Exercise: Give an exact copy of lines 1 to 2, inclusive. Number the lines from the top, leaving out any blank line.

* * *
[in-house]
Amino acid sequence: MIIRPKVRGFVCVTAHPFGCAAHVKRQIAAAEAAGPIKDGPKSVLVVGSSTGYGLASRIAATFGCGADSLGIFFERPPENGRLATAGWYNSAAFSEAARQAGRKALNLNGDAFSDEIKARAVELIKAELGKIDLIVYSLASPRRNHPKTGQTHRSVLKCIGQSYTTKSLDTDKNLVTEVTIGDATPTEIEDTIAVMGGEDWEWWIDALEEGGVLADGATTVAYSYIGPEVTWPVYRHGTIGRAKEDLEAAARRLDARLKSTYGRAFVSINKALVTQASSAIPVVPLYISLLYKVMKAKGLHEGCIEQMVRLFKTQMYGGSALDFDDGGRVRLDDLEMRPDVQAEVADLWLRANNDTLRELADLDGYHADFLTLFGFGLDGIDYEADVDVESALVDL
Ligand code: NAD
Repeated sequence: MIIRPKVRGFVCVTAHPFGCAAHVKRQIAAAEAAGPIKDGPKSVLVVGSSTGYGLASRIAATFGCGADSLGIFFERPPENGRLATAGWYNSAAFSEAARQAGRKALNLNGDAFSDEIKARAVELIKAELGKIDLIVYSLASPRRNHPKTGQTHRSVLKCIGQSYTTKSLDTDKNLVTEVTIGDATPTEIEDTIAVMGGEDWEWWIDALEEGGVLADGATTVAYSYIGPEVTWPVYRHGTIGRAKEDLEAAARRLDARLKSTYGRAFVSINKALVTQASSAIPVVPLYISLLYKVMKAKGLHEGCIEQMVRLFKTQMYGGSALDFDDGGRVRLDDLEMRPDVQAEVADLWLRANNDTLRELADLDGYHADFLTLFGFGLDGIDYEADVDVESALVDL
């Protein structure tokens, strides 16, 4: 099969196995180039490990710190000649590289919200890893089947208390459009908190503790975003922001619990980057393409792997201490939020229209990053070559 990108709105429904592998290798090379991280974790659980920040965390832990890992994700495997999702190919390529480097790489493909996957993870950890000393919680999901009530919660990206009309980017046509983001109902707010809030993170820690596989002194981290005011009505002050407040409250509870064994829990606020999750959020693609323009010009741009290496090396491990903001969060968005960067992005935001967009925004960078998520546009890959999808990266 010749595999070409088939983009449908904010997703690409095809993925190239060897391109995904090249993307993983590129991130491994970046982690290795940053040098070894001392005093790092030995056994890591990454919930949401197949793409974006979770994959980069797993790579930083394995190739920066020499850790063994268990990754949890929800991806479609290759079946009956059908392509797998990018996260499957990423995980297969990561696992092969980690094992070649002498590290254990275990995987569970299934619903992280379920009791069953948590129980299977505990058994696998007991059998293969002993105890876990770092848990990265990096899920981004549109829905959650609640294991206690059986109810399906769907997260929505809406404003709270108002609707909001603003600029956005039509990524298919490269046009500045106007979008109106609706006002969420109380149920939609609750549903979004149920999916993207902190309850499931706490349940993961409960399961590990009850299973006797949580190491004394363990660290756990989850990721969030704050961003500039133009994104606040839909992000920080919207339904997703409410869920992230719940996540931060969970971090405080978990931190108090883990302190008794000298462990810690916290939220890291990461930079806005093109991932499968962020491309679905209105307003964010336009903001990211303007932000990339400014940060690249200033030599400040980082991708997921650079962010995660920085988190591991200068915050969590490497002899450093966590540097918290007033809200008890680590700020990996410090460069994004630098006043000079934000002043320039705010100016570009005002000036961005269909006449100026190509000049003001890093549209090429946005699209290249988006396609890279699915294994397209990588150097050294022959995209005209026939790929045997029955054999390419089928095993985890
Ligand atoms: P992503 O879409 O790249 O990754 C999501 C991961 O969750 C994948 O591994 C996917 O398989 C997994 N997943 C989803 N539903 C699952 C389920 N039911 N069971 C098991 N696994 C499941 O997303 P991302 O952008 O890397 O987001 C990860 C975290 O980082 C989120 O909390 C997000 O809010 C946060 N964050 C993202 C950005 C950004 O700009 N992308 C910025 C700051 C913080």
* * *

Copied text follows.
[in-house]
Amino acid sequence: MIIRPKVRGFVCVTAHPFGCAAHVKRQIAAAEAAGPIKDGPKSVLVVGSSTGYGLASRIAATFGCGADSLGIFFERPPENGRLATAGWYNSAAFSEAARQAGRKALNLNGDAFSDEIKARAVELIKAELGKIDLIVYSLASPRRNHPKTGQTHRSVLKCIGQSYTTKSLDTDKNLVTEVTIGDATPTEIEDTIAVMGGEDWEWWIDALEEGGVLADGATTVAYSYIGPEVTWPVYRHGTIGRAKEDLEAAARRLDARLKSTYGRAFVSINKALVTQASSAIPVVPLYISLLYKVMKAKGLHEGCIEQMVRLFKTQMYGGSALDFDDGGRVRLDDLEMRPDVQAEVADLWLRANNDTLRELADLDGYHADFLTLFGFGLDGIDYEADVDVESALVDL